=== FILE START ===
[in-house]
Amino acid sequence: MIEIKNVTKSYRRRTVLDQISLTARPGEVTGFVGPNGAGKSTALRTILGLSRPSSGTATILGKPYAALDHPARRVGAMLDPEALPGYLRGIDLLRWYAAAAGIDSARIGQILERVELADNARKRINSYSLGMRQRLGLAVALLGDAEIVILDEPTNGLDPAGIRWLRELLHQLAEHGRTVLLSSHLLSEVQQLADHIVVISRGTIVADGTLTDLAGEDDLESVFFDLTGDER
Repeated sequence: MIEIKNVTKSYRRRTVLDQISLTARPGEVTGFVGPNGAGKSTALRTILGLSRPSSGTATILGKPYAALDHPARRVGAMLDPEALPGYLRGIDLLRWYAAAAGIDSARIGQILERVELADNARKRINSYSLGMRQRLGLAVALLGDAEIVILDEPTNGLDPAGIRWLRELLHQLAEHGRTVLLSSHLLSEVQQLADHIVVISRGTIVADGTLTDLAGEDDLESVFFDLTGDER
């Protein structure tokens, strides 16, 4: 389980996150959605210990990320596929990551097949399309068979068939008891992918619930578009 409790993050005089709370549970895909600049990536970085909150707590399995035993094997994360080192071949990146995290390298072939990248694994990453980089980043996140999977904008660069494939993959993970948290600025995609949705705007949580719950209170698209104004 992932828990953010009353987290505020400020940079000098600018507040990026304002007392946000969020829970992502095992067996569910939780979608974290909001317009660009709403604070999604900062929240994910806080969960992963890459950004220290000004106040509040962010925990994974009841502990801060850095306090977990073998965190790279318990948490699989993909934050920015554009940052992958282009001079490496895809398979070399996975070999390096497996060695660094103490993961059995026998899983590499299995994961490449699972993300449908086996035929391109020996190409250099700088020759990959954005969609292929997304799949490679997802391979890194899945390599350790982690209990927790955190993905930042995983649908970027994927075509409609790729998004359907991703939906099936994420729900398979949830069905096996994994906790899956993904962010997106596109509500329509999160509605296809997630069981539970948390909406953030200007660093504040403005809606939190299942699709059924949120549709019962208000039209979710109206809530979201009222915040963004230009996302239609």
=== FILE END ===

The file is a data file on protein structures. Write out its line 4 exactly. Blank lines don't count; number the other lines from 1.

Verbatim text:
């Protein structure tokens, strides 16, 4: 389980996150959605210990990320596929990551097949399309068979068939008891992918619930578009 409790993050005089709370549970895909600049990536970085909150707590399995035993094997994360080192071949990146995290390298072939990248694994990453980089980043996140999977904008660069494939993959993970948290600025995609949705705007949580719950209170698209104004 992932828990953010009353987290505020400020940079000098600018507040990026304002007392946000969020829970992502095992067996569910939780979608974290909001317009660009709403604070999604900062929240994910806080969960992963890459950004220290000004106040509040962010925990994974009841502990801060850095306090977990073998965190790279318990948490699989993909934050920015554009940052992958282009001079490496895809398979070399996975070999390096497996060695660094103490993961059995026998899983590499299995994961490449699972993300449908086996035929391109020996190409250099700088020759990959954005969609292929997304799949490679997802391979890194899945390599350790982690209990927790955190993905930042995983649908970027994927075509409609790729998004359907991703939906099936994420729900398979949830069905096996994994906790899956993904962010997106596109509500329509999160509605296809997630069981539970948390909406953030200007660093504040403005809606939190299942699709059924949120549709019962208000039209979710109206809530979201009222915040963004230009996302239609």